© 2017, GENASSIST, Inc.
By Keith S. Wexler, MBA, Maternal Fetal Medicine, Prenatal Diagnosis and Biotech/Life Sciences Consultant, GENASSIST, Inc.
Paul Wexler, M.D., F.A.C.O.G., Medical Director, GENASSIST, Inc.
Clinical Professor, Department of OB/GYN, University of Colorado Health Sciences Center
Clinical Professor, Division of Genetics/Dept. of Pediatrics, Univ. of Colorado/The Children’s Hospital
Cortical Dysplasia Focal Epilepsy Syndrome: Is due to a failure of migration of neurons in the brain often resulting in intractable epilepsy and in some cases Autism and/or Autism Spectrum Disorders (ASD).
Mutations or deletions in the NRXN1 gene at chromosome 2p16.3 have been reported in some of these cases.
It is estimated that there are between 4,000 and 20,000 diseases (with over 7000 rare genetic diseases) and several companies are offering screening panels for the carrier state of several hundred conditions and the possible predisposition for various cancers including some hematologic and neurologic malignancies.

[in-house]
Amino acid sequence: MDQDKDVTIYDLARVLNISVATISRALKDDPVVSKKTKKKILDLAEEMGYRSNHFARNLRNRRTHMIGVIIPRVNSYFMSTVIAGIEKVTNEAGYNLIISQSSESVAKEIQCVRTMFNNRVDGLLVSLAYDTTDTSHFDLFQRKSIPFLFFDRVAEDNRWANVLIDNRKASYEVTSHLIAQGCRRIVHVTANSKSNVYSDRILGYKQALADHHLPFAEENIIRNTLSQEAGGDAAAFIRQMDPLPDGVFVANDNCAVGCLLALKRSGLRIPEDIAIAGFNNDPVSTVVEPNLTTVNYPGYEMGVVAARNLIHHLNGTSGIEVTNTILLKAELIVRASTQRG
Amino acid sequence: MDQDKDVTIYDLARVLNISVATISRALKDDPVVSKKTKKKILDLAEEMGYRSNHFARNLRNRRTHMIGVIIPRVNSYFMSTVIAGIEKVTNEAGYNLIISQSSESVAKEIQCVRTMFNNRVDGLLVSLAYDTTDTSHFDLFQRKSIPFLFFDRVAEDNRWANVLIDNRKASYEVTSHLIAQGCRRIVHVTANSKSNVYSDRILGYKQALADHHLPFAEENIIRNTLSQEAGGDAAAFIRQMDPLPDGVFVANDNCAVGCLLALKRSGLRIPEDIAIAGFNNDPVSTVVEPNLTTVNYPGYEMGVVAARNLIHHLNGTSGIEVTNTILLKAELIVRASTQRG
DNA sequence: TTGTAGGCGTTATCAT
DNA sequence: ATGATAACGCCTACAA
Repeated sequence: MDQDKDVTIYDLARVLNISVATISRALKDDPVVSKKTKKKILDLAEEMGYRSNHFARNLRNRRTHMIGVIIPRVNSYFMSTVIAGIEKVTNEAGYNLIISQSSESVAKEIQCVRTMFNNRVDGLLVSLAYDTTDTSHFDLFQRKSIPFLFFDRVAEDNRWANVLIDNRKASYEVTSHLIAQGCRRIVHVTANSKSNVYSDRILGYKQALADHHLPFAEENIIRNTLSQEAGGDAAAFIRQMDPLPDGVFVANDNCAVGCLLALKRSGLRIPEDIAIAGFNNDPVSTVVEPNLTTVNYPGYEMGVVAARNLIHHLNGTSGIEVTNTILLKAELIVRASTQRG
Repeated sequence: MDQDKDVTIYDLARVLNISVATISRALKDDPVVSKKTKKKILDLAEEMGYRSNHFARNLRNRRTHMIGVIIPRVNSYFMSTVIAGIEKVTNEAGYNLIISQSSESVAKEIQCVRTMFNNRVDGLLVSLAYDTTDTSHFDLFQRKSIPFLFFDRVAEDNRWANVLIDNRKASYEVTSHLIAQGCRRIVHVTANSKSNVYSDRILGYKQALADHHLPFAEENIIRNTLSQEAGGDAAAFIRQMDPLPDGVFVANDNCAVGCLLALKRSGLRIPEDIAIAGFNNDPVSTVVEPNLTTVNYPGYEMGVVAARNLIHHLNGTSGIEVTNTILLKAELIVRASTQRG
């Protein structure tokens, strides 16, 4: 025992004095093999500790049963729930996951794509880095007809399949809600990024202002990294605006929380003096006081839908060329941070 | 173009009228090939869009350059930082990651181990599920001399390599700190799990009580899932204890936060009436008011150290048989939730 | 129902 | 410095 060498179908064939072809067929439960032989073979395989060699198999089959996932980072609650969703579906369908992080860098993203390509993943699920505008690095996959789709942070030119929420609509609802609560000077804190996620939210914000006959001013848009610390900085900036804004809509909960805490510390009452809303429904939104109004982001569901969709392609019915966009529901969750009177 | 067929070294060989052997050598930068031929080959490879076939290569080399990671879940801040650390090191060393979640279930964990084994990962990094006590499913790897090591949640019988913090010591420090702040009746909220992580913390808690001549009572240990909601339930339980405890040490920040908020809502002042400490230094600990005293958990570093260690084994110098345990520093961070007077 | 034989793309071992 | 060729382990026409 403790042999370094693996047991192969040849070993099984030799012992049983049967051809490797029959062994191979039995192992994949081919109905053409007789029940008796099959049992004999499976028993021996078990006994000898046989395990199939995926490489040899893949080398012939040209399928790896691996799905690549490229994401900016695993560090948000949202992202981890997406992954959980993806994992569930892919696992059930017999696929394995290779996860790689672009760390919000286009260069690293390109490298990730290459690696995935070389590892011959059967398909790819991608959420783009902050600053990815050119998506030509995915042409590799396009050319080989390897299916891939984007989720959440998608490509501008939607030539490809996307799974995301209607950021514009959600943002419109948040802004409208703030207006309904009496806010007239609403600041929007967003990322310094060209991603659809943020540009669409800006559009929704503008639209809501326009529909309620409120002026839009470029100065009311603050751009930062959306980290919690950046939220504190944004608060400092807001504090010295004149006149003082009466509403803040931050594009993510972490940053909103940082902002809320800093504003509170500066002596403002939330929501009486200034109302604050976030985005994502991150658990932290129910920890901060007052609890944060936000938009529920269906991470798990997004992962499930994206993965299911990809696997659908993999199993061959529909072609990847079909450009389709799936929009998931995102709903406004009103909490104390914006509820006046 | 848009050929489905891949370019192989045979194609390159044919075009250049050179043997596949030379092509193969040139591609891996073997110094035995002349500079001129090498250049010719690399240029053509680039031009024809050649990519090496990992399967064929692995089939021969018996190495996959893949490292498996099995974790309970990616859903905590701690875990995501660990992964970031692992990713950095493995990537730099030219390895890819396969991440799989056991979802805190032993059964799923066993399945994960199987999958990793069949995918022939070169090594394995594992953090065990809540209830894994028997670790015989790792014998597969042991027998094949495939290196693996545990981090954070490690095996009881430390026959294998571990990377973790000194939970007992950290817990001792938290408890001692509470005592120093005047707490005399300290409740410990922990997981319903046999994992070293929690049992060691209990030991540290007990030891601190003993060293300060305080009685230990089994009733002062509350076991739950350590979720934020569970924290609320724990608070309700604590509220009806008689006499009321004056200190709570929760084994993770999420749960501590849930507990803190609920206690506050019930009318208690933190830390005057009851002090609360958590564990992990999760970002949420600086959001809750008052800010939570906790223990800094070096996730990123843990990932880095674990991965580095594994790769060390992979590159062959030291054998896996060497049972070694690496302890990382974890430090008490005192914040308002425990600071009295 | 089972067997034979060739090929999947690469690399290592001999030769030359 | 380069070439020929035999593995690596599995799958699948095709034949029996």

Analysis: One of the greatest dilemmas facing the healthcare provider is when a family presents with a positive family history of a very rare genetic disease and/or syndrome (e.g. Cortical Dysplasia Focal Epilepsy Syndrome) and the family wants to know from the healthcare provider:
- Whether the disease and/or syndrome is inherited (autosomal dominant manner (50%), autosomal recessive (25% if both parents are gene carriers) or sex (X) linked (50% of males will be affected, 50% of females will be carriers), multifactorial (interaction of multiple genes with the environment, both genetic and non-genetic factors).
- Whether the disease and/or syndrome is sporadic (due to a new mutation) and might or might not reoccur in a family
- Whether there is testing for the disease and/or syndromeFurthermore, if screening and/or testing is available, the healthcare provider has the responsibility of deciding whether to recommend testing which may or may not detect patients who are carriers or affected with one or more disorders.
[*A recent study, that is ongoing, has suggested a possible relationship between maternal age (35 years or older) and/or paternal age (greater than 40 years) and autism and/or autism spectrum disorder(s) in a child. Reference: Israel & Mt. Sinai, NY. *Some recent studies have suggested risk may be as high as 1:50 to 1:80.]